Uninvited Movie Reviews



Release Date: Jan 30, 2009

Genre: DramaHorror

Rating: (PG-13)

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User reviews on Uninvited

  • 5
    This movie was better than I thought it was going to be. It seems to be pretty easy to understand except for the one thing we don't find out until the end. Also at the end there is like 5 minutes of “WHAT THE HEll?.. OHHHHHHHH.“ Pretty good. It messes with your head, a bit at the end. Still good. Two Thumbs Up. And Don't leave to go get popcorn or drinks, because throughout the movie are little hints of the conclusion. If you miss anything.. you will be super confused at the end.
  • 5
    This movie had perfect pace. Not too fast nor slow. I am a very picky horror fan, I hate the kind that uses cheap "Boo" tactics to get the audience all on edge. This Movie provides actual scares that makes the movie more real. I only like physcological hoor. I'll takes Freddie over Jason any time. Blood baths that are senseless are another cheap tactic. But in The Univited the gore was part of the story. Best of all, there are no loose ends. In the moment at the end when the truth has become real, the story transforms into it's own sequel. I am no genious and I've never written a review, but I have to say this movie is now in my top 10. If you are looking for a blood & guts movie, do not bother. This Movie Is Great!
  • 2
    Richard von Busack of MovieTimes.com and Metroactive.com writes:
    Having stripped the poetry out of the Ji-woon Kim’s distinguished 2003 Korean horror film “A Tale of Two Sisters,” the Yank remake, “The Univited” (by British directors Charles and Thomas Guard) provides a standard but amusing shock machine. It delivers a couple of genuine spinal-glissandos. The best of these tingles is provided by Maya Massar as a mother who won’t stay dead; Massar uses the ever-effective trick of moving very slowly and smiling her head off. Why do we fear the dead, when they’re so nice and so glad to see us? The film is old-fashioned enough to work an imitation Bernard Herrmann soundtrack, to creaking doors, to a flash of an untrustworthy mirror and to a disfigured ghost hissing “Murder!”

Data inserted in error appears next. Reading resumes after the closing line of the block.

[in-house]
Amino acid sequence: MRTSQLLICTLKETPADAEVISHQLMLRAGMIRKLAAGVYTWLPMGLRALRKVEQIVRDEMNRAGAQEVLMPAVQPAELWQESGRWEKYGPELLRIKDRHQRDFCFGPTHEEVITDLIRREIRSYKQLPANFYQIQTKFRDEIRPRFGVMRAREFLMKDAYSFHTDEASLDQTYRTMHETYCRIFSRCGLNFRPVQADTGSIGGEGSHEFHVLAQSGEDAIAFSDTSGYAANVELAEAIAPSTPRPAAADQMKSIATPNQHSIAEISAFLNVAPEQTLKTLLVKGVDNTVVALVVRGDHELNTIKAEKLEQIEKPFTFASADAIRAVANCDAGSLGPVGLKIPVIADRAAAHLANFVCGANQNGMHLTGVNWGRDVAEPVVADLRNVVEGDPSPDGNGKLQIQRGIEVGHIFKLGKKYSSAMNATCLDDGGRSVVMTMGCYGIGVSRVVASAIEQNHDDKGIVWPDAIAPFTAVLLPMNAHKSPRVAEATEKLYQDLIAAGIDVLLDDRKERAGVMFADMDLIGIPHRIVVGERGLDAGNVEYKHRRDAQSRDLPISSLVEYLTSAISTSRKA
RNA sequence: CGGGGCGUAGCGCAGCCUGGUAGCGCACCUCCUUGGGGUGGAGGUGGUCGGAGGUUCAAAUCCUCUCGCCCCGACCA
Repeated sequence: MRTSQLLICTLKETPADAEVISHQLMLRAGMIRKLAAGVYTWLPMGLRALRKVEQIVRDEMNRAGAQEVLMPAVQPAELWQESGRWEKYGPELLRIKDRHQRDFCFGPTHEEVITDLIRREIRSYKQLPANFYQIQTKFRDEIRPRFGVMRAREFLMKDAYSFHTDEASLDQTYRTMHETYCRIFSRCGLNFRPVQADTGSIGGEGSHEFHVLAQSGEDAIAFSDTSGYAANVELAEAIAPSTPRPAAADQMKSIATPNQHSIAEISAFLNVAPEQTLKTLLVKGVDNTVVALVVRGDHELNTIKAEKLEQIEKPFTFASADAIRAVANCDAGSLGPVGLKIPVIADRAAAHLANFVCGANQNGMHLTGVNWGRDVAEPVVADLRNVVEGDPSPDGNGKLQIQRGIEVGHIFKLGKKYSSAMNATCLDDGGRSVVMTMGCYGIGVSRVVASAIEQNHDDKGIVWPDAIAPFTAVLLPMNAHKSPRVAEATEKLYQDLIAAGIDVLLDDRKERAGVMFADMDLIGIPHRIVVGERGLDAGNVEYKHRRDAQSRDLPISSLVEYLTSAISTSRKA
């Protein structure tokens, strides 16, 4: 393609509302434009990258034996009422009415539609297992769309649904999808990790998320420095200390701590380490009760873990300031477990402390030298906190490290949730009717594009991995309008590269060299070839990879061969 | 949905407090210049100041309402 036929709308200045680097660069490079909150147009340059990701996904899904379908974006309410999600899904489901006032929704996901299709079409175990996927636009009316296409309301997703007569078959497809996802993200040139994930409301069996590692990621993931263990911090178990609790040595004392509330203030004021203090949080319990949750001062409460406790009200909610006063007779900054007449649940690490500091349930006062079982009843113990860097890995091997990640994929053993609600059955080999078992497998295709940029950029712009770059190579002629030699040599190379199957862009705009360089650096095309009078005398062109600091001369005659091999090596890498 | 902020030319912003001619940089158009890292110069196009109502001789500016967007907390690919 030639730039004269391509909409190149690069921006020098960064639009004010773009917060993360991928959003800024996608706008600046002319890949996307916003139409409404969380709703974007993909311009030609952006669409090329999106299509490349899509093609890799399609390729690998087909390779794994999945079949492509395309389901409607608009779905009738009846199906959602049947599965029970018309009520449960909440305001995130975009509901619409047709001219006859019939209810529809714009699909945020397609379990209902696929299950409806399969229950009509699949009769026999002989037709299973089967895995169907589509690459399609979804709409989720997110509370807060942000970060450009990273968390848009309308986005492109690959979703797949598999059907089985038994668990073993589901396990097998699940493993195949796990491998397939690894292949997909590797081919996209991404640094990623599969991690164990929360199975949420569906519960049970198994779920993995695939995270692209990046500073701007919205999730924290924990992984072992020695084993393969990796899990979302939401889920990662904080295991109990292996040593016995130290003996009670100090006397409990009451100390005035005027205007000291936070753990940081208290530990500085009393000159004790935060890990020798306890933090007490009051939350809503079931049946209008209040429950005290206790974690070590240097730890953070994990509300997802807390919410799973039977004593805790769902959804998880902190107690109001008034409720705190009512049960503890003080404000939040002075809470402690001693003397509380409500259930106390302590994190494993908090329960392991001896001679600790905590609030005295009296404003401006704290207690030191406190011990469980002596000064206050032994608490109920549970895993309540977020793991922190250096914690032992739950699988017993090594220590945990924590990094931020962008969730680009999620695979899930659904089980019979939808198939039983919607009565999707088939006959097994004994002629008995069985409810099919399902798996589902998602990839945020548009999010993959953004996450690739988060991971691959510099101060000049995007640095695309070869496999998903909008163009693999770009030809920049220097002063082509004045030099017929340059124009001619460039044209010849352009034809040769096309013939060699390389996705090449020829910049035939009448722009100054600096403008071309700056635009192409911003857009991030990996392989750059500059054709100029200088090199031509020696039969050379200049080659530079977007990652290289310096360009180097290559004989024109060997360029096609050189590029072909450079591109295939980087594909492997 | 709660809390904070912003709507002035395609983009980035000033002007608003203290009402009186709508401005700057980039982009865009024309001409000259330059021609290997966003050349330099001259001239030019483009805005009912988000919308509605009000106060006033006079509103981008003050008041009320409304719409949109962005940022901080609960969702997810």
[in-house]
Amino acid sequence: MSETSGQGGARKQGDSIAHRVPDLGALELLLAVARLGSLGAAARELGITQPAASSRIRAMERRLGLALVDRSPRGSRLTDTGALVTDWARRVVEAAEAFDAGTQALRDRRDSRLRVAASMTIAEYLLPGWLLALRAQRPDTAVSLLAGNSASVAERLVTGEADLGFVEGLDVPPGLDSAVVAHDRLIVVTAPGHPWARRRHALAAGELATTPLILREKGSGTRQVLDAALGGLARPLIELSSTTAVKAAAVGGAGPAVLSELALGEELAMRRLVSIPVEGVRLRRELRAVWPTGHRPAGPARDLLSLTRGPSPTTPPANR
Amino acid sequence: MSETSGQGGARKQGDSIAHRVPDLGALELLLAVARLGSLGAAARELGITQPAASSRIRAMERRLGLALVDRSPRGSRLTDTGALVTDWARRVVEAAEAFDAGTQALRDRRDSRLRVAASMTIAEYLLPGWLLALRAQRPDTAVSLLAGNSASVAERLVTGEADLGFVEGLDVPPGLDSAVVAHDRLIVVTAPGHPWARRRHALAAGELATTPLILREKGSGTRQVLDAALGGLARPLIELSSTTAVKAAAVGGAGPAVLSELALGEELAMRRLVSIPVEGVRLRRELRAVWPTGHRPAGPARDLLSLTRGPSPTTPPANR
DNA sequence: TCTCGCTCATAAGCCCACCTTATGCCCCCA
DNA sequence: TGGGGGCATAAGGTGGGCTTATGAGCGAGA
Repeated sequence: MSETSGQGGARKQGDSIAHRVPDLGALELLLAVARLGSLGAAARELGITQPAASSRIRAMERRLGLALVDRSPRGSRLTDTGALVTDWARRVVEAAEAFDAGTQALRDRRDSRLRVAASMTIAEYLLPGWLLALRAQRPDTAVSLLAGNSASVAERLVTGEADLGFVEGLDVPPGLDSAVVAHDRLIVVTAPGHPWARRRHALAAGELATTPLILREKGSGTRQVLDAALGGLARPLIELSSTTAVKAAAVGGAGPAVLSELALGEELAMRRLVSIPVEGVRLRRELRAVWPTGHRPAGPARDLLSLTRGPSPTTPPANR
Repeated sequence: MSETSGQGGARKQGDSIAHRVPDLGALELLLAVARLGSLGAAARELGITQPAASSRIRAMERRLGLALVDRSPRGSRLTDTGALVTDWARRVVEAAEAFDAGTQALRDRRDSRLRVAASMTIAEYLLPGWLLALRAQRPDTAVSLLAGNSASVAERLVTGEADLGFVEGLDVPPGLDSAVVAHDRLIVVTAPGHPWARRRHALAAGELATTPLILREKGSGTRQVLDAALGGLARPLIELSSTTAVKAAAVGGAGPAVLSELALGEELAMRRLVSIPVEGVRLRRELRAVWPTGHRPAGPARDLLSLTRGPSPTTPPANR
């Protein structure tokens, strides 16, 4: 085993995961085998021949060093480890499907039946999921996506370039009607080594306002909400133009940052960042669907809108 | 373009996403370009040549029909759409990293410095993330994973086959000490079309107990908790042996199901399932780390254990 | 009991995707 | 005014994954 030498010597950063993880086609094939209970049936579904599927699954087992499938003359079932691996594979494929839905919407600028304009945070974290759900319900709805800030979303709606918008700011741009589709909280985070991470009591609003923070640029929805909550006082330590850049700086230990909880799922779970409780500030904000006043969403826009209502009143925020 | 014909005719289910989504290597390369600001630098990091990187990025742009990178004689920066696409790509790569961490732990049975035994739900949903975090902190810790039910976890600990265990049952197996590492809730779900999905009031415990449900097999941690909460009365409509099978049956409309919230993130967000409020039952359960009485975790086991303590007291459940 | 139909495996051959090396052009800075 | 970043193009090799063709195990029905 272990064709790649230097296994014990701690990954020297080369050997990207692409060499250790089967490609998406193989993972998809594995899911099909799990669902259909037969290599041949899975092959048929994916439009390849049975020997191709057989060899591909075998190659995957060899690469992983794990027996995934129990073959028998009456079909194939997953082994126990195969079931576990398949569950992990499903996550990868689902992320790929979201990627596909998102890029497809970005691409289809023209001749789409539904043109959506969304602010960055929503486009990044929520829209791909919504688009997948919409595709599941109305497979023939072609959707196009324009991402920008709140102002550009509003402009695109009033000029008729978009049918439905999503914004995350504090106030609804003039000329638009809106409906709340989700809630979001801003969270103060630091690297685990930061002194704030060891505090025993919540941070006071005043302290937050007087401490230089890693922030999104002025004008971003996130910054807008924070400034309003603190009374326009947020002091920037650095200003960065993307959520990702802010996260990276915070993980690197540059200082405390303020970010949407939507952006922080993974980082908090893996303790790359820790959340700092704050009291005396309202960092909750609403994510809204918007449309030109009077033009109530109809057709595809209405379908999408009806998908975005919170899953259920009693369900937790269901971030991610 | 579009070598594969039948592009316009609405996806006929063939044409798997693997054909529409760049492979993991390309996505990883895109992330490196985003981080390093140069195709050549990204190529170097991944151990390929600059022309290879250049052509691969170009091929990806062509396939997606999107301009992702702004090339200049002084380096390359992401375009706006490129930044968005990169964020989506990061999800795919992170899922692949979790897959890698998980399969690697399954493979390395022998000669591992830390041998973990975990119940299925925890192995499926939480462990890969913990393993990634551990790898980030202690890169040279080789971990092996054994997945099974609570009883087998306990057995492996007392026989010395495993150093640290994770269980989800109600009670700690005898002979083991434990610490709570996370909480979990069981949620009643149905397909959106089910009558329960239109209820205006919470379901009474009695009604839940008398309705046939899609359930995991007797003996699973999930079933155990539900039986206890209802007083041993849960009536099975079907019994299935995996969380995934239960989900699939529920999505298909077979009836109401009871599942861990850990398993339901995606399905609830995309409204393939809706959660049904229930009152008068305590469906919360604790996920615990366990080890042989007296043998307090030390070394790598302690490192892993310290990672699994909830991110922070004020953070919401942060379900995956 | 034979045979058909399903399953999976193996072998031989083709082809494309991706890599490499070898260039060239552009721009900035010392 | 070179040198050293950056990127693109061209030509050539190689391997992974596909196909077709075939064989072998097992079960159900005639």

In the mental hospital where she’s recovering from a suicide attempt, Anna (Emily Browning) has a recurring nightmare about her terminally ill mother and the night she perished in a fiery explosion. The details include quivering 35-gallon trash bags full of semidead humans; one figure is a spectral red-haired girl who looks like a shrunken and anemic Tilda Swinton. Anna’s useless psychiatrist calms her by saying, “We survive by remembering, but sometimes we survive by forgetting.” That, of course, is the motto of the modern horror filmmaker.
    Anna returns home to her father’s place on the coast of Maine. Widowed dad Steven (David Strathairn) has taken up with Rachael (Elizabeth Banks), a handsome working-class blonde who got kicked upstairs from nurse to mistress. Rachael was on duty the night Mom went up in flames. Also waiting for Anna is her wilder sister, Alex (Arielle Kebbel); she hasn’t been too distracted by beach parties and boys to watch the situation develop. In her opinion, Rachael “helps Dad cope. Three times a night.”
    As Rachael, the former nurse, Banks turns in another keen performance; she keeps the inflections down and lets the audience pick up on the nuances. “My first order of business is to fatten her up,” she says of Anna. Banks says this so coolly that it’s a second or two before the audience remembers Hansel and Gretel.
    Browning, who plays the poor haunted girl, is smoothly and vacantly pretty, with large cushiony lips. (Banks gives us a little lesbian shock by applying some lipstick on the girl, a process that takes a moment because there’s so much surface area to cover.) Unfortunately, Anna doesn’t look like someone who just got out of the mental hospital; she doesn’t smoke, for instance. In the original Korean film, with its old-world, silent family, no one could be trusted. The downcast daughter was isolated from her father. What one misses is the original film’s simple moment of tragic recognition between the sisters; an effect as simple as an offstage clap of thunder.
  • 2
    This movie wasn\'t as good as i thought it was going to be. I\'m a person whom loves scary things because I love the adrenaline ( spelled wrong) and I love the excitement and I love to jump and be scared. But this movie just didn\'t do it for me. It was hard to follow and very confusing until the very end. I\'d rather go see a different movie. Bottom line it wasn\'t that good.

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